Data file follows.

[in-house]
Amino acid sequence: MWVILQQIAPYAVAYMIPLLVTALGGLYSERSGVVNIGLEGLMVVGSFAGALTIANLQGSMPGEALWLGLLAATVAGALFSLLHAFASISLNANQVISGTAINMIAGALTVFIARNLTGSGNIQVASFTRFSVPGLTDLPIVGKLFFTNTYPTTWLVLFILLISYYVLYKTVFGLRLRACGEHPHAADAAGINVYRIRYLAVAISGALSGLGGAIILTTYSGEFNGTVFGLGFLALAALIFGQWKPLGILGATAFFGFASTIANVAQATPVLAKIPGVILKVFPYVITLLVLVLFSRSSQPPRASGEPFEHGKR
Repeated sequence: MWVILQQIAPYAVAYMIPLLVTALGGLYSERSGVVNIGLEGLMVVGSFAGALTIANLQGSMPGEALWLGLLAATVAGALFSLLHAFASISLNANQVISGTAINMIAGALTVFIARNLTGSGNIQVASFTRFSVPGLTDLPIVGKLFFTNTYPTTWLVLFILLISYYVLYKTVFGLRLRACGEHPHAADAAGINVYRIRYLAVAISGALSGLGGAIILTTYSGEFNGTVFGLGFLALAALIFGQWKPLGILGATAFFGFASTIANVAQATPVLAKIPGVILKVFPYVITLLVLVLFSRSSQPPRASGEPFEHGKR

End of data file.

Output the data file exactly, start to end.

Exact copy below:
[in-house]
Amino acid sequence: MWVILQQIAPYAVAYMIPLLVTALGGLYSERSGVVNIGLEGLMVVGSFAGALTIANLQGSMPGEALWLGLLAATVAGALFSLLHAFASISLNANQVISGTAINMIAGALTVFIARNLTGSGNIQVASFTRFSVPGLTDLPIVGKLFFTNTYPTTWLVLFILLISYYVLYKTVFGLRLRACGEHPHAADAAGINVYRIRYLAVAISGALSGLGGAIILTTYSGEFNGTVFGLGFLALAALIFGQWKPLGILGATAFFGFASTIANVAQATPVLAKIPGVILKVFPYVITLLVLVLFSRSSQPPRASGEPFEHGKR
Repeated sequence: MWVILQQIAPYAVAYMIPLLVTALGGLYSERSGVVNIGLEGLMVVGSFAGALTIANLQGSMPGEALWLGLLAATVAGALFSLLHAFASISLNANQVISGTAINMIAGALTVFIARNLTGSGNIQVASFTRFSVPGLTDLPIVGKLFFTNTYPTTWLVLFILLISYYVLYKTVFGLRLRACGEHPHAADAAGINVYRIRYLAVAISGALSGLGGAIILTTYSGEFNGTVFGLGFLALAALIFGQWKPLGILGATAFFGFASTIANVAQATPVLAKIPGVILKVFPYVITLLVLVLFSRSSQPPRASGEPFEHGKR